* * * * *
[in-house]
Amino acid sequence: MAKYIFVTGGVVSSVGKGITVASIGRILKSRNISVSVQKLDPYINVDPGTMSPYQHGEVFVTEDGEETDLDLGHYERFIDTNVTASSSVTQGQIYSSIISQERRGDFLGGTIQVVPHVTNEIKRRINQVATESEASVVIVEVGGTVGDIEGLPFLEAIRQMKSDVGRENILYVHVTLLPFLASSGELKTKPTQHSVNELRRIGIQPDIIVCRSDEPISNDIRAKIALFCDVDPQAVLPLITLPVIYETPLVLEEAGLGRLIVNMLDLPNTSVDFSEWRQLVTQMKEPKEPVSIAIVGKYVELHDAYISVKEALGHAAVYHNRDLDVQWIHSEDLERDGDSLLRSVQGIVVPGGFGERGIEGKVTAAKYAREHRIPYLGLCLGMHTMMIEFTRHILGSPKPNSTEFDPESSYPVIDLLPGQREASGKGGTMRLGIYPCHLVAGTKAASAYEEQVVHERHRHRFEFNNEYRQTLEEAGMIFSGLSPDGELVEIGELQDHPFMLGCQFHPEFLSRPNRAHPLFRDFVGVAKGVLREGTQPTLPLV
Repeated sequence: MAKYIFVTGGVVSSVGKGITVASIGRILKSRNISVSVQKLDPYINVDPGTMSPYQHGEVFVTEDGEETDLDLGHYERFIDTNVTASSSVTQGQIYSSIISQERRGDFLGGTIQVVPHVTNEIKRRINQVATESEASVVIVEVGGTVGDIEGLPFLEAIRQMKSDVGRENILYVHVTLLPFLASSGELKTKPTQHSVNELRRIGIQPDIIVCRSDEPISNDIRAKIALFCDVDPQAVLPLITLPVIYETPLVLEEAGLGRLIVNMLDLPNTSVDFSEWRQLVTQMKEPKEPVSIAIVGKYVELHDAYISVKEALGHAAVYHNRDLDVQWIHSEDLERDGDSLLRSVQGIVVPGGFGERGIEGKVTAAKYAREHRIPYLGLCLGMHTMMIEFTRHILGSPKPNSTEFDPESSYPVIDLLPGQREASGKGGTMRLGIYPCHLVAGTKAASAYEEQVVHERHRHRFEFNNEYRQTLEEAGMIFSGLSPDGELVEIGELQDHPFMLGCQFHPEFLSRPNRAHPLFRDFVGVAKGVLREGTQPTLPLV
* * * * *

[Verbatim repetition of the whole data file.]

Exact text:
[in-house]
Amino acid sequence: MAKYIFVTGGVVSSVGKGITVASIGRILKSRNISVSVQKLDPYINVDPGTMSPYQHGEVFVTEDGEETDLDLGHYERFIDTNVTASSSVTQGQIYSSIISQERRGDFLGGTIQVVPHVTNEIKRRINQVATESEASVVIVEVGGTVGDIEGLPFLEAIRQMKSDVGRENILYVHVTLLPFLASSGELKTKPTQHSVNELRRIGIQPDIIVCRSDEPISNDIRAKIALFCDVDPQAVLPLITLPVIYETPLVLEEAGLGRLIVNMLDLPNTSVDFSEWRQLVTQMKEPKEPVSIAIVGKYVELHDAYISVKEALGHAAVYHNRDLDVQWIHSEDLERDGDSLLRSVQGIVVPGGFGERGIEGKVTAAKYAREHRIPYLGLCLGMHTMMIEFTRHILGSPKPNSTEFDPESSYPVIDLLPGQREASGKGGTMRLGIYPCHLVAGTKAASAYEEQVVHERHRHRFEFNNEYRQTLEEAGMIFSGLSPDGELVEIGELQDHPFMLGCQFHPEFLSRPNRAHPLFRDFVGVAKGVLREGTQPTLPLV
Repeated sequence: MAKYIFVTGGVVSSVGKGITVASIGRILKSRNISVSVQKLDPYINVDPGTMSPYQHGEVFVTEDGEETDLDLGHYERFIDTNVTASSSVTQGQIYSSIISQERRGDFLGGTIQVVPHVTNEIKRRINQVATESEASVVIVEVGGTVGDIEGLPFLEAIRQMKSDVGRENILYVHVTLLPFLASSGELKTKPTQHSVNELRRIGIQPDIIVCRSDEPISNDIRAKIALFCDVDPQAVLPLITLPVIYETPLVLEEAGLGRLIVNMLDLPNTSVDFSEWRQLVTQMKEPKEPVSIAIVGKYVELHDAYISVKEALGHAAVYHNRDLDVQWIHSEDLERDGDSLLRSVQGIVVPGGFGERGIEGKVTAAKYAREHRIPYLGLCLGMHTMMIEFTRHILGSPKPNSTEFDPESSYPVIDLLPGQREASGKGGTMRLGIYPCHLVAGTKAASAYEEQVVHERHRHRFEFNNEYRQTLEEAGMIFSGLSPDGELVEIGELQDHPFMLGCQFHPEFLSRPNRAHPLFRDFVGVAKGVLREGTQPTLPLV